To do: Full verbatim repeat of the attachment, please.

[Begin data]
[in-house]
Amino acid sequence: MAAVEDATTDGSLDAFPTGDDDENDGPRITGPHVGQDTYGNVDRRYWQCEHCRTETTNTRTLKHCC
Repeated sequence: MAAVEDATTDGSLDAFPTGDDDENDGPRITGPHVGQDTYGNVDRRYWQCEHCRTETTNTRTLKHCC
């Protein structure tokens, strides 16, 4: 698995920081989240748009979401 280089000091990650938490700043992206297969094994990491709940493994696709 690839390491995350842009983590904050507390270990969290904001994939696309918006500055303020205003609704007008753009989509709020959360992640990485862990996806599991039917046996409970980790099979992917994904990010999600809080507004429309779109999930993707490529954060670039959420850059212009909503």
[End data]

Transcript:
[in-house]
Amino acid sequence: MAAVEDATTDGSLDAFPTGDDDENDGPRITGPHVGQDTYGNVDRRYWQCEHCRTETTNTRTLKHCC
Repeated sequence: MAAVEDATTDGSLDAFPTGDDDENDGPRITGPHVGQDTYGNVDRRYWQCEHCRTETTNTRTLKHCC
């Protein structure tokens, strides 16, 4: 698995920081989240748009979401 280089000091990650938490700043992206297969094994990491709940493994696709 690839390491995350842009983590904050507390270990969290904001994939696309918006500055303020205003609704007008753009989509709020959360992640990485862990996806599991039917046996409970980790099979992917994904990010999600809080507004429309779109999930993707490529954060670039959420850059212009909503």